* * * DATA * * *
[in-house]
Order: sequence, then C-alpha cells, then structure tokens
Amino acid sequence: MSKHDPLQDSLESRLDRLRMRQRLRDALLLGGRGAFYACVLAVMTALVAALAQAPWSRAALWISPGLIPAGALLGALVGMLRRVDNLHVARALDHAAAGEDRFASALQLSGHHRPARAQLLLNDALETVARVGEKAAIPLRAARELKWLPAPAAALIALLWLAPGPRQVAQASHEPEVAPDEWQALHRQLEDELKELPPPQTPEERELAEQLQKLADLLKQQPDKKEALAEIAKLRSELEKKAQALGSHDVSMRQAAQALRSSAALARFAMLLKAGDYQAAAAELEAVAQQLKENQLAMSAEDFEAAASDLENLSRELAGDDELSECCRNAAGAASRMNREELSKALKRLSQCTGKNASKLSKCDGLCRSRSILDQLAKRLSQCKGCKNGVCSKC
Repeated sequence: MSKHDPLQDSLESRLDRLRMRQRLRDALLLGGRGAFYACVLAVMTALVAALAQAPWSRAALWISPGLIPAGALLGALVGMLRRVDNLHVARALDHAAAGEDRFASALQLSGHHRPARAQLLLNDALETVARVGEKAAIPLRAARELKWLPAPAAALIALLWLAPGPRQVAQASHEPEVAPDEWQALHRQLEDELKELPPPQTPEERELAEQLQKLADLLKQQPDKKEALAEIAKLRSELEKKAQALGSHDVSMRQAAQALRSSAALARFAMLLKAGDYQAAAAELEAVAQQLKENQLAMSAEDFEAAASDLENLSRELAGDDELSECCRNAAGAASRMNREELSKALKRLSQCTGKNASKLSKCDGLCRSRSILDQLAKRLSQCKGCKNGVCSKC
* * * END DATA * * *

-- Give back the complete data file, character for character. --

[in-house]
Order: sequence, then C-alpha cells, then structure tokens
Amino acid sequence: MSKHDPLQDSLESRLDRLRMRQRLRDALLLGGRGAFYACVLAVMTALVAALAQAPWSRAALWISPGLIPAGALLGALVGMLRRVDNLHVARALDHAAAGEDRFASALQLSGHHRPARAQLLLNDALETVARVGEKAAIPLRAARELKWLPAPAAALIALLWLAPGPRQVAQASHEPEVAPDEWQALHRQLEDELKELPPPQTPEERELAEQLQKLADLLKQQPDKKEALAEIAKLRSELEKKAQALGSHDVSMRQAAQALRSSAALARFAMLLKAGDYQAAAAELEAVAQQLKENQLAMSAEDFEAAASDLENLSRELAGDDELSECCRNAAGAASRMNREELSKALKRLSQCTGKNASKLSKCDGLCRSRSILDQLAKRLSQCKGCKNGVCSKC
Repeated sequence: MSKHDPLQDSLESRLDRLRMRQRLRDALLLGGRGAFYACVLAVMTALVAALAQAPWSRAALWISPGLIPAGALLGALVGMLRRVDNLHVARALDHAAAGEDRFASALQLSGHHRPARAQLLLNDALETVARVGEKAAIPLRAARELKWLPAPAAALIALLWLAPGPRQVAQASHEPEVAPDEWQALHRQLEDELKELPPPQTPEERELAEQLQKLADLLKQQPDKKEALAEIAKLRSELEKKAQALGSHDVSMRQAAQALRSSAALARFAMLLKAGDYQAAAAELEAVAQQLKENQLAMSAEDFEAAASDLENLSRELAGDDELSECCRNAAGAASRMNREELSKALKRLSQCTGKNASKLSKCDGLCRSRSILDQLAKRLSQCKGCKNGVCSKC